Specialized cells allow brain's navigation systems to keep us on our feet
(NC&T/WUSTL) To successfully orient yourself and move about the environment, you have to look at the world both from the viewpoint of your own sensory organs, which are fixed in your head and body, and from the viewpoint of your relationship to the space around you and to the force of gravity.
Now researchers at Washington University School of Medicine in St. Louis have identified the brain cells that mathematically massage sensory data to allow us to perform this tricky perspective shift. Using an animal model, they directly recorded Purkinje cells in the cerebellar cortex changing sensory data to transform it to a point of view that encompasses the broader world around us.
"If we couldn't consider this non-egocentric point of view, we'd be clueless as to how to approach or avoid objects in our environment," says study coauthor J. David Dickman, Ph.D., professor of neurobiology. "We would, for example, be unable to separate whether we are approaching a train, or a train is approaching us. Obviously it is to our advantage to be able to tell the difference."
Loss of orientation is associated with several disorders, including brain damage from stroke, cancer and Alzheimer's disease. By studying how the healthy brain handles the challenges of orientation and navigation, scientists hope to lay the groundwork that will one day permit better understanding of how those systems go awry and what medical science can do about it.
The paper appears in Neuron.
Senior author Dora Angelaki, Ph.D., Alumni Endowed Professor of Neurobiology, notes that the brain unconsciously performs many complex mathematical calculations. Confronting some of those same math problems with our conscious brain would leave many of us stumped, but the subconscious brain easily handles them on a daily basis to enable such basic tasks as walking across a room or lying down in bed.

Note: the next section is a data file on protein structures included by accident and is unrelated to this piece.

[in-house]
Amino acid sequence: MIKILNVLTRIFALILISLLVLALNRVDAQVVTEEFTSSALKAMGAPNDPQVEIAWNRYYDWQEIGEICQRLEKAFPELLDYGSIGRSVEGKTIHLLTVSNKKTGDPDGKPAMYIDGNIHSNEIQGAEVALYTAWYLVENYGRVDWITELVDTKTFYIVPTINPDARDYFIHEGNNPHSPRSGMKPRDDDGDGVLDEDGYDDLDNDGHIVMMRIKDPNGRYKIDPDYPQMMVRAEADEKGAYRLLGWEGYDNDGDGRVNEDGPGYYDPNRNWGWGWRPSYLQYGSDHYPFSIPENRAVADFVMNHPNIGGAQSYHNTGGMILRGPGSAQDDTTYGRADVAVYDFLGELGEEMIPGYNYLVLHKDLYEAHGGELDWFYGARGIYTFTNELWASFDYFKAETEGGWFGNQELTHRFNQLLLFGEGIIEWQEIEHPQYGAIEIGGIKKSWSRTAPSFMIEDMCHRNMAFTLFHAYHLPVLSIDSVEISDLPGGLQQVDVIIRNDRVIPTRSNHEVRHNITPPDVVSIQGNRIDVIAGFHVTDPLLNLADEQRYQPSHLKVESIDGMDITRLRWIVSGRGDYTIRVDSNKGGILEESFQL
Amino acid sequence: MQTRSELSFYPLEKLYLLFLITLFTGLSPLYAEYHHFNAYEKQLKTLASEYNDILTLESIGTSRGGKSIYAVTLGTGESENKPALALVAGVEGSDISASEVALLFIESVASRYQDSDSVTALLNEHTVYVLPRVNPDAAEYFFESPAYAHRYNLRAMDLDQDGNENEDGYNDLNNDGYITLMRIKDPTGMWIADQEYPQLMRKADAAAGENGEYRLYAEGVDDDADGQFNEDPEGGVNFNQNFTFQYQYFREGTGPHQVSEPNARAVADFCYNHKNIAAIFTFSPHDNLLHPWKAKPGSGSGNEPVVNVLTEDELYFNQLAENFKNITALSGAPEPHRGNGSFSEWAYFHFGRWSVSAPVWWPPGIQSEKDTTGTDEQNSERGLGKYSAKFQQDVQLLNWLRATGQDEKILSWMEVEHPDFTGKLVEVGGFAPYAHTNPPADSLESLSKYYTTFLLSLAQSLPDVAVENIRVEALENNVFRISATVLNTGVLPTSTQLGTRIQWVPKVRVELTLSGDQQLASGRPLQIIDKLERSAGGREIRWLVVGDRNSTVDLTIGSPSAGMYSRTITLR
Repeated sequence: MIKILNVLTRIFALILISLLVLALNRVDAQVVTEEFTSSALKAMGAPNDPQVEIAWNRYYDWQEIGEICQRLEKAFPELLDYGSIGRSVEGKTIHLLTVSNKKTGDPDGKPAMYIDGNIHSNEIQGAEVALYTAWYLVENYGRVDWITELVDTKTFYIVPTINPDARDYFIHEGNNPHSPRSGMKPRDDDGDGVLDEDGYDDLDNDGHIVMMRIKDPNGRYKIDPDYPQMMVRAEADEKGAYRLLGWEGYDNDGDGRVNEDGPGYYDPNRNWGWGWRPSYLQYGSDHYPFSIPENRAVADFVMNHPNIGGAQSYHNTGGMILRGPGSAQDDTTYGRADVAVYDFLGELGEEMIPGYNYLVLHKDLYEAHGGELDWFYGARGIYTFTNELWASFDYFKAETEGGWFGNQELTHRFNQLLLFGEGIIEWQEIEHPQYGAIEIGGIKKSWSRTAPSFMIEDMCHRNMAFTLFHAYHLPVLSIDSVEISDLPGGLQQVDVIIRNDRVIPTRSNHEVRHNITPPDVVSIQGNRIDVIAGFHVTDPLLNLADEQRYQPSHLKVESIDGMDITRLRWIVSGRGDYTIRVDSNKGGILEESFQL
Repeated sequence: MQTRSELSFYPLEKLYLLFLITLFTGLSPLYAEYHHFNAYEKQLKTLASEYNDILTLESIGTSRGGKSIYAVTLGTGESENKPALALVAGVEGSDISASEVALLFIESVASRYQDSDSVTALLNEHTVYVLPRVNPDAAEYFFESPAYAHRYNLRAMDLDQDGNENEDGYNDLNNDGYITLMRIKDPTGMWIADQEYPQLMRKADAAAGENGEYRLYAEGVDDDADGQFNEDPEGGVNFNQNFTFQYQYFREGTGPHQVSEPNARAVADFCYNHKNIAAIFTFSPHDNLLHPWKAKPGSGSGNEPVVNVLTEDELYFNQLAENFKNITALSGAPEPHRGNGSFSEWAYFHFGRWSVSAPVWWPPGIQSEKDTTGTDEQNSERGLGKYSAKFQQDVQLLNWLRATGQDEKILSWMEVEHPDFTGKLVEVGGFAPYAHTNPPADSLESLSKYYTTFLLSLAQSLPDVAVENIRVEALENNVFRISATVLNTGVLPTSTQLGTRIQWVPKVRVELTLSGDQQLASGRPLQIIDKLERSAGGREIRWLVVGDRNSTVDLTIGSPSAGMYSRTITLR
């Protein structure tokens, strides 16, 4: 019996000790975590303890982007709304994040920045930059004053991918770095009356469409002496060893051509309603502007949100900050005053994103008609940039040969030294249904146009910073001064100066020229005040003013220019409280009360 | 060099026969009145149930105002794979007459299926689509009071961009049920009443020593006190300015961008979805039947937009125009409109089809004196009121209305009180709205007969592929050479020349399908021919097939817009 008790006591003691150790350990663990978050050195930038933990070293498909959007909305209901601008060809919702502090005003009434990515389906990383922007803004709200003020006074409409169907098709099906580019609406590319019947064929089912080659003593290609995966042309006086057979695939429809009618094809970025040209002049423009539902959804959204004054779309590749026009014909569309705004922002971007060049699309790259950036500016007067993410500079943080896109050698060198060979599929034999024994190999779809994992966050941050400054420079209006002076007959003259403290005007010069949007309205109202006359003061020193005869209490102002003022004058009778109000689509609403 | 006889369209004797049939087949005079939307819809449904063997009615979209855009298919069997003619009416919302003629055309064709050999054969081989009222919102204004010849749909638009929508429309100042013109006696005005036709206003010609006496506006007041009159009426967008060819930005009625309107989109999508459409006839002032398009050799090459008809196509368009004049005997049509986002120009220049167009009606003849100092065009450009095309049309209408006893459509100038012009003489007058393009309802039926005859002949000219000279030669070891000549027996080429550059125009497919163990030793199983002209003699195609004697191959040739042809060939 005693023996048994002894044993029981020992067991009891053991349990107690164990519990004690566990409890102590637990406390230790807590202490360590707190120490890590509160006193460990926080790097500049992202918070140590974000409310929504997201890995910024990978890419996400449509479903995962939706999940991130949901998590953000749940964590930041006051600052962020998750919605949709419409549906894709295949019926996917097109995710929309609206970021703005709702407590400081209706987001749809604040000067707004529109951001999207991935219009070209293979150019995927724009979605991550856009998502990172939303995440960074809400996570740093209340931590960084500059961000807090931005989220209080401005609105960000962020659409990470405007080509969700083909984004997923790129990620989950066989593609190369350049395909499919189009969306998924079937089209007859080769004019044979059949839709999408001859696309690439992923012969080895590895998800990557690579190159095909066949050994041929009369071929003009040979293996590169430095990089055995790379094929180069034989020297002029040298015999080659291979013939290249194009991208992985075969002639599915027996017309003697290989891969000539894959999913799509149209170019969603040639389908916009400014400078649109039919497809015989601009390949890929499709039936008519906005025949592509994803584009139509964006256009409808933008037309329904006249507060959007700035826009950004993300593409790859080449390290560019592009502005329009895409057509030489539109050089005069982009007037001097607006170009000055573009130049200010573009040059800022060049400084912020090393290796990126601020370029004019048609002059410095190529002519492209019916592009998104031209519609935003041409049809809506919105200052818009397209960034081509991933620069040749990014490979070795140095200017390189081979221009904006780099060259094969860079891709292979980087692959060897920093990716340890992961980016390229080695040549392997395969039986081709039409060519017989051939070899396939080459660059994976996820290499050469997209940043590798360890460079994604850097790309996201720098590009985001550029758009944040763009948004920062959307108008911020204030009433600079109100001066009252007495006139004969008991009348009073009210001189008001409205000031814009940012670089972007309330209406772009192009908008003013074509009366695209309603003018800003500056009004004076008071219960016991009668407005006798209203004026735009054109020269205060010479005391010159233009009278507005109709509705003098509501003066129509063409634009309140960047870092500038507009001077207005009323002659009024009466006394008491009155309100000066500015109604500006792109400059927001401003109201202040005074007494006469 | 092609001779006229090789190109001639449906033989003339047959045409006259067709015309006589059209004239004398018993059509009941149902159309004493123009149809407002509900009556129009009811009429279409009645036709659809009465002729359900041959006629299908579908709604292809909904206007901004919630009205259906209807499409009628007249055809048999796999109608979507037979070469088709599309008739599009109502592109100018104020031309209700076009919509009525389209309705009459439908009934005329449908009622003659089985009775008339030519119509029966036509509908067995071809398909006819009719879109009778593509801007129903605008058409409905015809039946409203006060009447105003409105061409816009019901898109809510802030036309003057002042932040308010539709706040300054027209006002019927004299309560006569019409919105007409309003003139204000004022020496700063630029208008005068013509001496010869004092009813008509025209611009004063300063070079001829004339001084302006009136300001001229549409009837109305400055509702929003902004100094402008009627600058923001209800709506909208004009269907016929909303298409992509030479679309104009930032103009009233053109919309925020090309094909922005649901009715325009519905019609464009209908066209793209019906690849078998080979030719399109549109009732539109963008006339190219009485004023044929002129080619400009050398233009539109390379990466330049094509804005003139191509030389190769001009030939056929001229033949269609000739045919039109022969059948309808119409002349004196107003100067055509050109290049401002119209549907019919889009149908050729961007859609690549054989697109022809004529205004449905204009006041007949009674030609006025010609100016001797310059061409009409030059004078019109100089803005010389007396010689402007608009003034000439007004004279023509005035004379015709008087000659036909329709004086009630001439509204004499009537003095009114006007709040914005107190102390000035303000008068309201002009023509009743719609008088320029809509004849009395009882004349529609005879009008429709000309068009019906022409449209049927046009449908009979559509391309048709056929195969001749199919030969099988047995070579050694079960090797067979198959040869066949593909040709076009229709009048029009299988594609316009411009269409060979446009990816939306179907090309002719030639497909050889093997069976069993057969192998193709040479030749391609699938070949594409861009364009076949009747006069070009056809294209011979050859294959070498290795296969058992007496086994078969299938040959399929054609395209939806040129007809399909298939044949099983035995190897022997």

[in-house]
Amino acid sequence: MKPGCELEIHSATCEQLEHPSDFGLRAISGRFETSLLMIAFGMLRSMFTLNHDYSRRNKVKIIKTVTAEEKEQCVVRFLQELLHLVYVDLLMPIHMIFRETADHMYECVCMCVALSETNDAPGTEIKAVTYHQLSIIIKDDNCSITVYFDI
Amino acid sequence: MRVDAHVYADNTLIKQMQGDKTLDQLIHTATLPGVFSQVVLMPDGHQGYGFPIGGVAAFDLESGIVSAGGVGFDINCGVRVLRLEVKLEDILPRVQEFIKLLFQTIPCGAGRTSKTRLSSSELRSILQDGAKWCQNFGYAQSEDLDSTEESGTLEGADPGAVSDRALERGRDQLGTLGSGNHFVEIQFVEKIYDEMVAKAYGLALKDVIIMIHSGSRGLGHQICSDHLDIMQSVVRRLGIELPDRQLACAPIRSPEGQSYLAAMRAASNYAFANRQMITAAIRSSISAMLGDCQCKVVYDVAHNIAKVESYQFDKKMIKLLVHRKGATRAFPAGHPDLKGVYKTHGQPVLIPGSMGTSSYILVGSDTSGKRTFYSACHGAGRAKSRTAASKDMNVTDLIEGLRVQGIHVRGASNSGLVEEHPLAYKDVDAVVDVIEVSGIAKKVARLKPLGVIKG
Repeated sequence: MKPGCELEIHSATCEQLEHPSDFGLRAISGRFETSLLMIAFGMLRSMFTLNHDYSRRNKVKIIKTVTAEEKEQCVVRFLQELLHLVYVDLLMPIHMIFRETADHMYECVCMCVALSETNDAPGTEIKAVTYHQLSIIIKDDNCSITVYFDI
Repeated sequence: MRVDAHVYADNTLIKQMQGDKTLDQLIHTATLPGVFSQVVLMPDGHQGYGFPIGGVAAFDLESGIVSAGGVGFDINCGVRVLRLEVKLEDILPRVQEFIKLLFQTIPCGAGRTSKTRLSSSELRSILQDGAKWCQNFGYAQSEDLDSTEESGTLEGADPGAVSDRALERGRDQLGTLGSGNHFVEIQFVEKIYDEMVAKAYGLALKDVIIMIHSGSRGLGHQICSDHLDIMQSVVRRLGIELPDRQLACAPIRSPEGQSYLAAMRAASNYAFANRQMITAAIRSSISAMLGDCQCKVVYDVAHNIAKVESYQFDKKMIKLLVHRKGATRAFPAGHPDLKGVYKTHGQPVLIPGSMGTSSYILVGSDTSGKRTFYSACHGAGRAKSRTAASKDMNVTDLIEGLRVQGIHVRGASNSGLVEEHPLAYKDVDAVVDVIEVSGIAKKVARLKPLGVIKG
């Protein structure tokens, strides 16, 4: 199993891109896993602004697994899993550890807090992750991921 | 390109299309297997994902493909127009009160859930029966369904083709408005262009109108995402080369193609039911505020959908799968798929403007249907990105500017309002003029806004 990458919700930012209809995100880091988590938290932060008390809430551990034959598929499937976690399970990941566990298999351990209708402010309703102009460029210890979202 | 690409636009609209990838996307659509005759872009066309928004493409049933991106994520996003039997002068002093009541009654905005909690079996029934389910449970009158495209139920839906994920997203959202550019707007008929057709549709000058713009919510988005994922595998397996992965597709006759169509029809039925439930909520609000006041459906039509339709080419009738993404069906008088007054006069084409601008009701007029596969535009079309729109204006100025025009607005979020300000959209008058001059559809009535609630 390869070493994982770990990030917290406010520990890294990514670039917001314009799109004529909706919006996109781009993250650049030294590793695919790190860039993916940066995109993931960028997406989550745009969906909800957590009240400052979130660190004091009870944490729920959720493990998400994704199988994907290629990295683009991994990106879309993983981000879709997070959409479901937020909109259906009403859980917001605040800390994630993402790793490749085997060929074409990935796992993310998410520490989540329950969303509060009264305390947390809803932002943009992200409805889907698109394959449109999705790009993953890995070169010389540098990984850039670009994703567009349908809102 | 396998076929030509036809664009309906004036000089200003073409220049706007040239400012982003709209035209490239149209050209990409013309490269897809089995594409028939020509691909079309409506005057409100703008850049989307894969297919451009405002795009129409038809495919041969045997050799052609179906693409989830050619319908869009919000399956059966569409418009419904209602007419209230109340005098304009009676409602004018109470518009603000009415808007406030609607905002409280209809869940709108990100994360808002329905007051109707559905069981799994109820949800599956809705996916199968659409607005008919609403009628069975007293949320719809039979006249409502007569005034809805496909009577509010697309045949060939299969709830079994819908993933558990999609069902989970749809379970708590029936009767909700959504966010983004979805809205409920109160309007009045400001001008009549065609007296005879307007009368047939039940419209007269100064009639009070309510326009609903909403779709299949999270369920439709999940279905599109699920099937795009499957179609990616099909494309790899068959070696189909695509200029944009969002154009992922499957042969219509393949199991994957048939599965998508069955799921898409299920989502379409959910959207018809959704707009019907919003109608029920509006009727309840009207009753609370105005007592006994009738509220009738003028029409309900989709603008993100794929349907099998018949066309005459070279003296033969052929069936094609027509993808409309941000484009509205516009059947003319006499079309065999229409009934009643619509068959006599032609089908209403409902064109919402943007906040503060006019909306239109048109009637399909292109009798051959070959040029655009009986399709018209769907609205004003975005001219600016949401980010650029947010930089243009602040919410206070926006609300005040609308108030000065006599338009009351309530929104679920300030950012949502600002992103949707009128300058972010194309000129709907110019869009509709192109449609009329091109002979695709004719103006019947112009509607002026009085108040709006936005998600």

"We don't appreciate that the brain's navigation system does all of this math, but we know right away when the system stops working," Angelaki says. "We get disoriented, we get motion sickness and we know very quickly that something is wrong."
In a primate model, Angelaki's lab studies how the brain uses sensory inputs from the vestibular system in the inner ear to establish balance and orientation. Using implanted electrodes in the brain, they have tracked these signals through the brainstem at the base of the brain and into the cerebellum, a region just above the brain stem that handles sensory inputs and motor controls.
As researchers tracked the signals' paths, they looked for signs that cells were transforming the data from a self-centered point of view to the broader perspective. In various regions, they saw signs that some brain cells were doing the calculations. But they had never previously identified a region where the data was uniformly transformed.
For the new study, Angelaki and her colleagues looked at Purkinje cells, a special group responsible for conveying all output signals from the cerebellum to the rest of the brain. They found the cells uniformly and "elegantly" transformed the sensory data to put it in the context of the broader point of view.
For follow-up, scientists plan to study the Purkinje cells and their connections in the cerebellum in closer detail. They hope to learn more about how the brain circuits that handle these transformations are engineered.
"Another way we'd like to continue our studies is to look at how visual stimuli affect the processing of these signals," Angelaki says. "We've been doing our tests in the dark to isolate the signal from the vestibular organs, but a more natural way to do it will be to include visual stimuli as well."
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